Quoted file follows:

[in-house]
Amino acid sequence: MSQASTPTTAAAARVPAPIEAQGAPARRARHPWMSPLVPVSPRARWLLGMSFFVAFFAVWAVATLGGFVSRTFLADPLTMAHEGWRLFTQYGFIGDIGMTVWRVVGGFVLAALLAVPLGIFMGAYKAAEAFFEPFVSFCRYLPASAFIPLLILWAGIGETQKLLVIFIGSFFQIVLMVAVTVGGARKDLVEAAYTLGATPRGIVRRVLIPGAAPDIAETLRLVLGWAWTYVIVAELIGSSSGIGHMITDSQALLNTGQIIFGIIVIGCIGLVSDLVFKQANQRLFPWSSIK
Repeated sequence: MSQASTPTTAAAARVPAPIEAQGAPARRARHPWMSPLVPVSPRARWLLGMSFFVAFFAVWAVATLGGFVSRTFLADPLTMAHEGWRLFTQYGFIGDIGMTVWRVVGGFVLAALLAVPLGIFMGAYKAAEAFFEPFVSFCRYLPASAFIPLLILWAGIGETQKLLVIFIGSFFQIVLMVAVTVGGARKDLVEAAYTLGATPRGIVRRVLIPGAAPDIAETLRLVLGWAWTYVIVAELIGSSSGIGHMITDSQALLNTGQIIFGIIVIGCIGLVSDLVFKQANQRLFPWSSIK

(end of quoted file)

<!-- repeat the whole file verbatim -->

[in-house]
Amino acid sequence: MSQASTPTTAAAARVPAPIEAQGAPARRARHPWMSPLVPVSPRARWLLGMSFFVAFFAVWAVATLGGFVSRTFLADPLTMAHEGWRLFTQYGFIGDIGMTVWRVVGGFVLAALLAVPLGIFMGAYKAAEAFFEPFVSFCRYLPASAFIPLLILWAGIGETQKLLVIFIGSFFQIVLMVAVTVGGARKDLVEAAYTLGATPRGIVRRVLIPGAAPDIAETLRLVLGWAWTYVIVAELIGSSSGIGHMITDSQALLNTGQIIFGIIVIGCIGLVSDLVFKQANQRLFPWSSIK
Repeated sequence: MSQASTPTTAAAARVPAPIEAQGAPARRARHPWMSPLVPVSPRARWLLGMSFFVAFFAVWAVATLGGFVSRTFLADPLTMAHEGWRLFTQYGFIGDIGMTVWRVVGGFVLAALLAVPLGIFMGAYKAAEAFFEPFVSFCRYLPASAFIPLLILWAGIGETQKLLVIFIGSFFQIVLMVAVTVGGARKDLVEAAYTLGATPRGIVRRVLIPGAAPDIAETLRLVLGWAWTYVIVAELIGSSSGIGHMITDSQALLNTGQIIFGIIVIGCIGLVSDLVFKQANQRLFPWSSIK